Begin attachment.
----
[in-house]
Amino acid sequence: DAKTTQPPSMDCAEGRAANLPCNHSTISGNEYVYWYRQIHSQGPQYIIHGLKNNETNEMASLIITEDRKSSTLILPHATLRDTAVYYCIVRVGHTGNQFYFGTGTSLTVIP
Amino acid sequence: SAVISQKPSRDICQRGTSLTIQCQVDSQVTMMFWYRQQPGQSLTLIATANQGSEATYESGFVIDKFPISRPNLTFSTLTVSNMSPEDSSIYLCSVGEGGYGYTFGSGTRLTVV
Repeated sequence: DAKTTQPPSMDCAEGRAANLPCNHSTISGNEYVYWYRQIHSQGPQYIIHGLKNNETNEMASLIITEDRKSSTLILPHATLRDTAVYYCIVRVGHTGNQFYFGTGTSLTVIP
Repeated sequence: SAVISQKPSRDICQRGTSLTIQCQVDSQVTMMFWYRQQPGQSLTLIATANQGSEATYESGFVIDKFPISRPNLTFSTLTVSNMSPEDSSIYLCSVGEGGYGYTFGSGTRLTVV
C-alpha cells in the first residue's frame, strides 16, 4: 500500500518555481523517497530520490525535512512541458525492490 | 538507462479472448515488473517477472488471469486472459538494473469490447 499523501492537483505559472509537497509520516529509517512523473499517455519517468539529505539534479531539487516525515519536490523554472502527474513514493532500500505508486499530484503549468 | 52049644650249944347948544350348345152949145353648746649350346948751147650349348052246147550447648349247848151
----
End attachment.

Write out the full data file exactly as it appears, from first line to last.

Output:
[in-house]
Amino acid sequence: DAKTTQPPSMDCAEGRAANLPCNHSTISGNEYVYWYRQIHSQGPQYIIHGLKNNETNEMASLIITEDRKSSTLILPHATLRDTAVYYCIVRVGHTGNQFYFGTGTSLTVIP
Amino acid sequence: SAVISQKPSRDICQRGTSLTIQCQVDSQVTMMFWYRQQPGQSLTLIATANQGSEATYESGFVIDKFPISRPNLTFSTLTVSNMSPEDSSIYLCSVGEGGYGYTFGSGTRLTVV
Repeated sequence: DAKTTQPPSMDCAEGRAANLPCNHSTISGNEYVYWYRQIHSQGPQYIIHGLKNNETNEMASLIITEDRKSSTLILPHATLRDTAVYYCIVRVGHTGNQFYFGTGTSLTVIP
Repeated sequence: SAVISQKPSRDICQRGTSLTIQCQVDSQVTMMFWYRQQPGQSLTLIATANQGSEATYESGFVIDKFPISRPNLTFSTLTVSNMSPEDSSIYLCSVGEGGYGYTFGSGTRLTVV
C-alpha cells in the first residue's frame, strides 16, 4: 500500500518555481523517497530520490525535512512541458525492490 | 538507462479472448515488473517477472488471469486472459538494473469490447 499523501492537483505559472509537497509520516529509517512523473499517455519517468539529505539534479531539487516525515519536490523554472502527474513514493532500500505508486499530484503549468 | 52049644650249944347948544350348345152949145353648746649350346948751147650349348052246147550447648349247848151